The next day we planned to ride around the whole lake on mopeds. Since mopeds were so prevalent in China, we thought this would be a perfect opportunity to get vehicles and ride around without too much traffic. The bikes were demonstrated to be extremely common, for when we got our bikes they didn’t even tell us how to ride it: they simply gave us the keys and walked away. It was liberating to ride around with the wind in our face and a huge body of water at our side on a sunny day. We stopped at many scenic areas, and ate lunch on the Sichuan side of the lake while we charged the mopeds – we had delicious spicy fish. For the later half of our trip we encountered a lot of noisy traffic, impatient drivers who weren’t afraid to blast their horn at you. By the time we reached the rental place, we were happily worn out, but our day was not over yet!
We decided to take a trip on the canoes out to the center of the lake. We sat in front of a Chinese guy who spoke fluent English (he worked in Nepal and was taking a vacation with his mom!), so he translated everything the native canoers said about the lake. While coasting along between Yunnan and Sichuan, our tour guide noted the “girl” and “boy” trees on the perspective land masses straddling the boundary between the provinces. We stopped to look at some temples on the island in the middle of Lugu Lake, where we saw some caution signs that were interestingly translated (one said, “Carefully slip and fall down”).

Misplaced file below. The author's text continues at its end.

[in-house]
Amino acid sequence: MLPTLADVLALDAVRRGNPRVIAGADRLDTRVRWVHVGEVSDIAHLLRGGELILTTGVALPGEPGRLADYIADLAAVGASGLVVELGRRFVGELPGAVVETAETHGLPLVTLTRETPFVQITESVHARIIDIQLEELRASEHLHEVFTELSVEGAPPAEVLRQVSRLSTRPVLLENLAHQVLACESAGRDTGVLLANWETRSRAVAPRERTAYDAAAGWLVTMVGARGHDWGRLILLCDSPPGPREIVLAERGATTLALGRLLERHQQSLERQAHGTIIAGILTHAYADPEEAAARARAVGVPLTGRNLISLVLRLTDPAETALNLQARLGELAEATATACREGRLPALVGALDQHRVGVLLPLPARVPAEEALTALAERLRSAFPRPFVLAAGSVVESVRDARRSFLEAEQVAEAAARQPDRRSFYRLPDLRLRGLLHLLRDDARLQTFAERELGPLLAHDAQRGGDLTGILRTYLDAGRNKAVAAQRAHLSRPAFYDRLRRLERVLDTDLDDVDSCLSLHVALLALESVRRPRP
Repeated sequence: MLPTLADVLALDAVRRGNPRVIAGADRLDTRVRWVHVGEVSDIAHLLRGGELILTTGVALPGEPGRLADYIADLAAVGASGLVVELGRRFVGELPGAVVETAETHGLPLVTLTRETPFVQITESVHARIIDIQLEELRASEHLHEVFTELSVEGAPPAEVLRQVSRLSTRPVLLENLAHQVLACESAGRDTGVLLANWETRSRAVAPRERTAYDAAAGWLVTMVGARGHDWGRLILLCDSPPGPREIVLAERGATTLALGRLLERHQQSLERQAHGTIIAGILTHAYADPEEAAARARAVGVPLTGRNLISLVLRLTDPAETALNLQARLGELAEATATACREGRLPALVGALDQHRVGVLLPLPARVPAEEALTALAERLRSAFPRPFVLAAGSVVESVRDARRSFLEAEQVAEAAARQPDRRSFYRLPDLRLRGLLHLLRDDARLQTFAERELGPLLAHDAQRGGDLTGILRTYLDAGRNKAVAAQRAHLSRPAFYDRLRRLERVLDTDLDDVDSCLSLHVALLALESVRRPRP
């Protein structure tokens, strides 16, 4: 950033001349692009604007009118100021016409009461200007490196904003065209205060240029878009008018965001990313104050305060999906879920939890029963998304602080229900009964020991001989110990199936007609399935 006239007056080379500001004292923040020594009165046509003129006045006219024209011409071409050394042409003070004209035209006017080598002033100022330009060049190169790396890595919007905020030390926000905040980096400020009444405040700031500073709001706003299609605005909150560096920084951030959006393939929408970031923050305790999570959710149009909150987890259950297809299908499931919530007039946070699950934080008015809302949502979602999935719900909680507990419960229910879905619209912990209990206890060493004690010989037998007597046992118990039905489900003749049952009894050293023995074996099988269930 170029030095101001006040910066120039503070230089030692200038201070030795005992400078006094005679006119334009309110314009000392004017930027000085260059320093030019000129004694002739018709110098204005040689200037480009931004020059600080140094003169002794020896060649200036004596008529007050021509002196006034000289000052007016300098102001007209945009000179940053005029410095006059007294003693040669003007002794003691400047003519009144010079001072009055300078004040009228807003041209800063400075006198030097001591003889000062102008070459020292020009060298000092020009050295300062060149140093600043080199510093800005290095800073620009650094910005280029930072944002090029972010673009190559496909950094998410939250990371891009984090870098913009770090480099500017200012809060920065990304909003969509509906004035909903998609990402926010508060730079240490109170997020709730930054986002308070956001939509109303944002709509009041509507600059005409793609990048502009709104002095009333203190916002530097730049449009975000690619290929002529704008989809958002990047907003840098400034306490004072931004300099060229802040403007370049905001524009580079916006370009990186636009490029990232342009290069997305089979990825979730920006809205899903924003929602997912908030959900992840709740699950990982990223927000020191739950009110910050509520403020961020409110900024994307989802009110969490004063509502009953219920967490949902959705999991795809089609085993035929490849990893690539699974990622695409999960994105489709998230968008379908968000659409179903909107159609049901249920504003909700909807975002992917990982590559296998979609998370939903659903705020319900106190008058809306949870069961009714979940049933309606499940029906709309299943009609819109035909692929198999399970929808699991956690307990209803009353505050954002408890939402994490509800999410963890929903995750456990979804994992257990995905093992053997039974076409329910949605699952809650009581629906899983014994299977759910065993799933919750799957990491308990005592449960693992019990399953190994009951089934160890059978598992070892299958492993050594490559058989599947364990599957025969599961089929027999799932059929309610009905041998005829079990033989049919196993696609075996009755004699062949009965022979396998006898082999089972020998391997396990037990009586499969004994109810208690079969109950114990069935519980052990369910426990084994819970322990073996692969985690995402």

We had dinner with Helen and the hotel owner’s nephew, who was learning how to speak English at school. He was very shy, and we tried to engage him by asking questions about his school and things he liked. After he left, Helen talked about her previous job working with foreign models, and how she was nervous about talking with them in case she would mess up. Of course, Skylar and I felt the same way about speaking mandarin (though, it was easier for us to go for it since we were in each other’s company, rather than alone). We had a great conversation about practicing not only the language, but the confidence to talk with others to make use of the prior time studying the language.